Jonathan Thompson, MD1, Vikrom K Dhar, MD2, Dennis J Hanseman, PhD2, Brad M Watkins, MD2, Thomas Inge, MD, PhD3, John Morton, MD, MPH4, Tayyab Diwan, MD2. 1University of Cincinnati Research Institute, 2Department of Surgery, University of Cincinnati College of Medicine, 3Children’s Hospital of Colorado, University of Colorado, Denver, 4Department of Surgery, Stanford University
Objective of the technology or device: Current techniques for gastric pouch creation with use of a bougie in laparoscopic sleeve gastrectomy (LSG) have been shown to result in variable pouch anatomy, leading to inconsistent and suboptimal clinical outcomes. We set out to create a novel clamping device and technique that aids surgeons in the creation of anatomically-consistent gastric pouches during LSG. This clamping device is the precursor to a full-length, single-cartridge sleeve gastrectomy stapler.
Description of the technology and method of its use or application: The Standard Clamp from Standard Bariatrics (Cincinnati, Ohio) is an FDA-approved laparoscopic clamp used to facilitate the proper formation of the sleeve gastrectomy staple line prior to transection. The Standard Clamp is a reusable non-crushing clamp that has a functional clamping length of 25cm and a width of 10mm. The jaws are designed to clamp at an angle to accommodate the variable thickness of the stomach.
Prior to insertion of the device, three anatomic landmarks of the stomach are identified and marked with ink: 1cm from the gastroesophageal junction, 3cm from the incisura angularis, and 6cm from the pylorus. The Standard Clamp is then introduced and the three points are aligned to the anatomic left of the clamp, ensuring a flat plane of both sides of stomach. The staple line is then created along this line.
Preliminary results: We performed a retrospective review of LSG cases performed in 2016 at a center specializing in bariatric surgery. Patients underwent LSG with either use of a 40F Bougie (ViSiGi 3D from Boehringer Laboratories; Phoenixville, PA) to guide sleeve formation or use of the Standard Clamp (SC) with three point technique.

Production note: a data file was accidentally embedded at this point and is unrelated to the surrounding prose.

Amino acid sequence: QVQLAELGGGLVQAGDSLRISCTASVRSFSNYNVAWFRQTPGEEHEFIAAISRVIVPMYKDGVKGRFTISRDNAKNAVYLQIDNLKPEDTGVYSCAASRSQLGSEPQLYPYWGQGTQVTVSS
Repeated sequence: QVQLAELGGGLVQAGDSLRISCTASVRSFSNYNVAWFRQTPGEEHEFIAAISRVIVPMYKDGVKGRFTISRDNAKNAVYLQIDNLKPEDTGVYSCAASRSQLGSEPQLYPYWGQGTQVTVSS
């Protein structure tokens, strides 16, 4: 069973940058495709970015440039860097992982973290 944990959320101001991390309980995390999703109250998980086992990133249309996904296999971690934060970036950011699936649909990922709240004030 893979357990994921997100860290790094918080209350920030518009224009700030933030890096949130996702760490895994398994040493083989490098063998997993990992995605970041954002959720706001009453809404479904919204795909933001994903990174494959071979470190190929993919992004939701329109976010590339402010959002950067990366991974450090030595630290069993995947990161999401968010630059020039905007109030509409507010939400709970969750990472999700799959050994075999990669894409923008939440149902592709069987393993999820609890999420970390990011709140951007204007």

175 consecutive patients underwent LSG for management of morbid obesity either with the SC (n = 36) or with use of a Bougie (n = 139). Sleeves created with SC have a curved shape and a visually appealing, consistent shape and volume free of kinks, twists, zig-zags or spirals (Figure 1). There were no intraoperative complications in either group. When comparing the SC group to the Bougie group, there were no significant differences in operative time (105 minutes vs. 108 minutes; p = 0.33), overall length of stay (1.33 days vs. 1.48 days; p = 0.55), follow up nausea rate (19% vs. 22%; p = 0.82), or follow up GERD rate (14% vs. 17%; p = 0.80). Use of the SC resulted in a decreased post operative complication rate (6% vs. 17%; p = 0.11), including readmissions and dehydration.
Conclusions/future directions: Using the Standard Clamp with three point technique is a safe and effective approach in LSG with favorable early outcomes compared to surgery performed with Bougie guidance. We observed a trend toward reduced post op complications with the new technique. These results are encouraging for the continued development of a single-cartridge sleeve gastrectomy stapler based on the Standard Clamp.
Figure 1: Anatomy-based sleeve gastrectomy pouch created with the Standard Clamp. The resultant staple line is shown insufflated with 60ml of air.
Presented at the SAGES 2017 Annual Meeting in Houston, TX.
Abstract ID: 84374
Program Number: ETP731
Presentation Session: Emerging Technology Poster
Presentation Type: Poster